Rand skids to over R12/$ as trade war intensifies

Cape Town - The rand weakened to above R12 to the US dollar on Friday, amid the ongoing trade war between the US and China.

Locally, the Durban High Court postponed the corruption case against former president Jacob Zuma to June 8 following a brief appearance.

At 10:19 the local unit was trading 0.75% weaker at R12.06 to the greenback, after opening at R11.97/$.

TreasuryONE dealer Andre Botha said on Friday that the trade dispute between the US and China was having a definite negative impact on emerging market currencies.

"It seems that the trade war saga has entered a new phase with both parties refusing to back down and the markets have finally started to get more wary of this impasse," he said. 

"The longer this impasse drags on, the more uncertainty will seep into the market and the greater the knock-on effect will be to emerging market currencies and other risk-based markets. We have seen the rand break above the R12/$-mark this morning, and the feeling is that we can head a little higher if the current sentiment holds."

All eyes on America

Botha said global markets would be closely watching the release of non-farm payroll employment data out of the US, which will give a measure of the health of the US economy. He said that disappointing data could ease pressure on the rand somewhat.

While the US/China trade war was currently dominating the movements of US dollar, the trade dispute would have the knock-on effect of upping pressure on emerging markets and their currencies, said Bianca Botes, corporate treasury manager at Peregrine Treasury Solutions.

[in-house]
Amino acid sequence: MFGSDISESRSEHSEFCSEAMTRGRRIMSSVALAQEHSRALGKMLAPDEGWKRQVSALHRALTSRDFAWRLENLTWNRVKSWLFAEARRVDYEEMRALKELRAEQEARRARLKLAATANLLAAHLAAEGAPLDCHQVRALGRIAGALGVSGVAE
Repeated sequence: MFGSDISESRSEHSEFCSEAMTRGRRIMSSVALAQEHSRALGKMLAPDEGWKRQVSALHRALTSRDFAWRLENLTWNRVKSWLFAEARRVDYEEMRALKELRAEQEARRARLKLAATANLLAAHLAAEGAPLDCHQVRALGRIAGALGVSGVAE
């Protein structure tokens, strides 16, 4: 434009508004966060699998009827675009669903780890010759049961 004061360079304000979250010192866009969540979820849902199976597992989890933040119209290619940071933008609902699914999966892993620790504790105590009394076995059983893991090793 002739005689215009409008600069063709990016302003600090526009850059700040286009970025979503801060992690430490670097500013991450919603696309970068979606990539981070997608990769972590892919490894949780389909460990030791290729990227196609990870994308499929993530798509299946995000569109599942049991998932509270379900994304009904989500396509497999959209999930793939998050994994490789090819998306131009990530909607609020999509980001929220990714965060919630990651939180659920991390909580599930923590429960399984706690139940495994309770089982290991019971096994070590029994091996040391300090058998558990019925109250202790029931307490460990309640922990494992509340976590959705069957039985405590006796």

She said the rand would likely be fairly range-bound in the short term, with a gradual decline against the major currencies.

Adam Phillips of Umkhulu Consulting said a stronger US dollar has been aided by a recovery in equities. He noted that that US President Donald Trump on Thursday night had stepped up the tempo in his tariff dispute with China by asking his team to look at an additional $100bn in products that could be added. 

"Like other emerging market currencies feeling the strain, the rand has been pushed above R12.00/$. We could get up to R12.10/$ and that will be a big area," said Phillips.

"From an economic data perspective it has been a quiet week up to now. That all changes today with the release of US non-farm payrolls, unemployment and average earnings."

Economists in the US will be looking for 193 000 jobs being added, the unemployment rate to stay at 4% and average earnings staying at 0.2% month on month, he added.

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